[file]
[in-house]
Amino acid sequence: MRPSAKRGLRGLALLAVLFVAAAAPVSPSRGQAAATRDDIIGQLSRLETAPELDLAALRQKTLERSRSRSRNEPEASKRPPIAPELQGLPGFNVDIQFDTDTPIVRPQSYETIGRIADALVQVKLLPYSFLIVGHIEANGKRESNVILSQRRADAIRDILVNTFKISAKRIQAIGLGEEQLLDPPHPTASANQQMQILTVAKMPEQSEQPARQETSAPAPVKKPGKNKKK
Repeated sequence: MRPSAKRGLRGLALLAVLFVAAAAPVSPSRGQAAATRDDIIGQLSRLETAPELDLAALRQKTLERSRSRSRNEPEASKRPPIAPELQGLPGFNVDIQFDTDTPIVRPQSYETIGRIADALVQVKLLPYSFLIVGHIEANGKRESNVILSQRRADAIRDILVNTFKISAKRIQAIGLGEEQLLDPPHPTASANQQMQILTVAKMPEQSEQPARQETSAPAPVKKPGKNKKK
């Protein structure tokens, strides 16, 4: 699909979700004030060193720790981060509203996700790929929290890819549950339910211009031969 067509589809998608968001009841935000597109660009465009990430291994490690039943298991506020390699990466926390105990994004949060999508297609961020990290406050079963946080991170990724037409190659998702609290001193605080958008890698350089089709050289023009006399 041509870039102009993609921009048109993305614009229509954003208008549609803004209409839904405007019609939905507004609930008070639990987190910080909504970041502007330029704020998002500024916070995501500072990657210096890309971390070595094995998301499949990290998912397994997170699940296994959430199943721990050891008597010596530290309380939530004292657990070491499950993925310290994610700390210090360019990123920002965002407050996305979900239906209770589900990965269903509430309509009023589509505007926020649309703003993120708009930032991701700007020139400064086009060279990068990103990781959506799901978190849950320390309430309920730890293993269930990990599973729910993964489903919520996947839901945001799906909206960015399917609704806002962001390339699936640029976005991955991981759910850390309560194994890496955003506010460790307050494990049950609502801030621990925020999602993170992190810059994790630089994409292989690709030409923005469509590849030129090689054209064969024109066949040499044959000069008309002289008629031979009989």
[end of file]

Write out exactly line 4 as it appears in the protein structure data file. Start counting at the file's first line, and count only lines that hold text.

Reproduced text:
């Protein structure tokens, strides 16, 4: 699909979700004030060193720790981060509203996700790929929290890819549950339910211009031969 067509589809998608968001009841935000597109660009465009990430291994490690039943298991506020390699990466926390105990994004949060999508297609961020990290406050079963946080991170990724037409190659998702609290001193605080958008890698350089089709050289023009006399 041509870039102009993609921009048109993305614009229509954003208008549609803004209409839904405007019609939905507004609930008070639990987190910080909504970041502007330029704020998002500024916070995501500072990657210096890309971390070595094995998301499949990290998912397994997170699940296994959430199943721990050891008597010596530290309380939530004292657990070491499950993925310290994610700390210090360019990123920002965002407050996305979900239906209770589900990965269903509430309509009023589509505007926020649309703003993120708009930032991701700007020139400064086009060279990068990103990781959506799901978190849950320390309430309920730890293993269930990990599973729910993964489903919520996947839901945001799906909206960015399917609704806002962001390339699936640029976005991955991981759910850390309560194994890496955003506010460790307050494990049950609502801030621990925020999602993170992190810059994790630089994409292989690709030409923005469509590849030129090689054209064969024109066949040499044959000069008309002289008629031979009989």